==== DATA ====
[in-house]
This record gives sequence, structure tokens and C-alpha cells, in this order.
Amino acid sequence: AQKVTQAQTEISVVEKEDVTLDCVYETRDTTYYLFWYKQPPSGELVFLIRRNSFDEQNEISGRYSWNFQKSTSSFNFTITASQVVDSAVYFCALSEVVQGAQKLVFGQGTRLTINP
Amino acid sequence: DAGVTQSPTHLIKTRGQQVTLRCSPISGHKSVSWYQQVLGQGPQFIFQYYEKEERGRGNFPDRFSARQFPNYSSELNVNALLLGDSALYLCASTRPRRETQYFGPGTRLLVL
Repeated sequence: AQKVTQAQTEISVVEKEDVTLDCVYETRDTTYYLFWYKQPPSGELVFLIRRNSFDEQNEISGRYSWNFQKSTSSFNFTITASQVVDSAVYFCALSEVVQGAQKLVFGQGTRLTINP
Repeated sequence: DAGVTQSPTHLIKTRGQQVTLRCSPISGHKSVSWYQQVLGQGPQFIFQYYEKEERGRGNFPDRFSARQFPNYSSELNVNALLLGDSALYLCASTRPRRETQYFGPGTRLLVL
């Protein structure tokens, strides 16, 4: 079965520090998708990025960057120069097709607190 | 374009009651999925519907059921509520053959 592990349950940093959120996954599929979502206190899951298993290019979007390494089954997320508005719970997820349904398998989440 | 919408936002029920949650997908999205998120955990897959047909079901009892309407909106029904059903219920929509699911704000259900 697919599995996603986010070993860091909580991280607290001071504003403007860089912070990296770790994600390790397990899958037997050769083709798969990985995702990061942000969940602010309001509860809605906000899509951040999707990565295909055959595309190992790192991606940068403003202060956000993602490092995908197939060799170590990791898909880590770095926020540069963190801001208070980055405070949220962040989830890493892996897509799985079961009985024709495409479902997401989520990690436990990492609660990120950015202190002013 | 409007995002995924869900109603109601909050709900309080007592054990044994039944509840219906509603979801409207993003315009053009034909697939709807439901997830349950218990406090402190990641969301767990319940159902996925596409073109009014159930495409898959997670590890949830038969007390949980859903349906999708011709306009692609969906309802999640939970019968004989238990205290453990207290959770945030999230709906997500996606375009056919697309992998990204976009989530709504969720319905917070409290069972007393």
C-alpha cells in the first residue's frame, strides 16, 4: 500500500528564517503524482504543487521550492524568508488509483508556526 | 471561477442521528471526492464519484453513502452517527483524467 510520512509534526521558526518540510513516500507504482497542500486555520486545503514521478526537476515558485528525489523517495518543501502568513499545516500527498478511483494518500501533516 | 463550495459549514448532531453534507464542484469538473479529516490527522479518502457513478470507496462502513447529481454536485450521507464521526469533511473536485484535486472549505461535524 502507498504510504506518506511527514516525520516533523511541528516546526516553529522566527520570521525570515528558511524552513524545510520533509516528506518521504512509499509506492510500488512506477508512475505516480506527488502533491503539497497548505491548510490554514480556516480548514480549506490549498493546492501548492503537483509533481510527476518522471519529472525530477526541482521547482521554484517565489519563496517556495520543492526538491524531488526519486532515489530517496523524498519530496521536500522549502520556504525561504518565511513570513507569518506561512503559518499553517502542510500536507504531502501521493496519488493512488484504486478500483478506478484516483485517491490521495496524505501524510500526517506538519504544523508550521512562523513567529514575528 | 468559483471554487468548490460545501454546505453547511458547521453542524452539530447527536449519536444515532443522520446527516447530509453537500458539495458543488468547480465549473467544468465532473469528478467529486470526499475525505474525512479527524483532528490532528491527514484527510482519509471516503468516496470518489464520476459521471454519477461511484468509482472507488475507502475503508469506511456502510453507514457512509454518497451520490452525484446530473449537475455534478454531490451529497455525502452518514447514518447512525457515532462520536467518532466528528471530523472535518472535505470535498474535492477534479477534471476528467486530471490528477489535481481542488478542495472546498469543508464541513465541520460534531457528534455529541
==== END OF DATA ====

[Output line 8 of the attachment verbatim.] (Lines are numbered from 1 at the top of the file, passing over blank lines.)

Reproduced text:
C-alpha cells in the first residue's frame, strides 16, 4: 500500500528564517503524482504543487521550492524568508488509483508556526 | 471561477442521528471526492464519484453513502452517527483524467 510520512509534526521558526518540510513516500507504482497542500486555520486545503514521478526537476515558485528525489523517495518543501502568513499545516500527498478511483494518500501533516 | 463550495459549514448532531453534507464542484469538473479529516490527522479518502457513478470507496462502513447529481454536485450521507464521526469533511473536485484535486472549505461535524 502507498504510504506518506511527514516525520516533523511541528516546526516553529522566527520570521525570515528558511524552513524545510520533509516528506518521504512509499509506492510500488512506477508512475505516480506527488502533491503539497497548505491548510490554514480556516480548514480549506490549498493546492501548492503537483509533481510527476518522471519529472525530477526541482521547482521554484517565489519563496517556495520543492526538491524531488526519486532515489530517496523524498519530496521536500522549502520556504525561504518565511513570513507569518506561512503559518499553517502542510500536507504531502501521493496519488493512488484504486478500483478506478484516483485517491490521495496524505501524510500526517506538519504544523508550521512562523513567529514575528 | 468559483471554487468548490460545501454546505453547511458547521453542524452539530447527536449519536444515532443522520446527516447530509453537500458539495458543488468547480465549473467544468465532473469528478467529486470526499475525505474525512479527524483532528490532528491527514484527510482519509471516503468516496470518489464520476459521471454519477461511484468509482472507488475507502475503508469506511456502510453507514457512509454518497451520490452525484446530473449537475455534478454531490451529497455525502452518514447514518447512525457515532462520536467518532466528528471530523472535518472535505470535498474535492477534479477534471476528467486530471490528477489535481481542488478542495472546498469543508464541513465541520460534531457528534455529541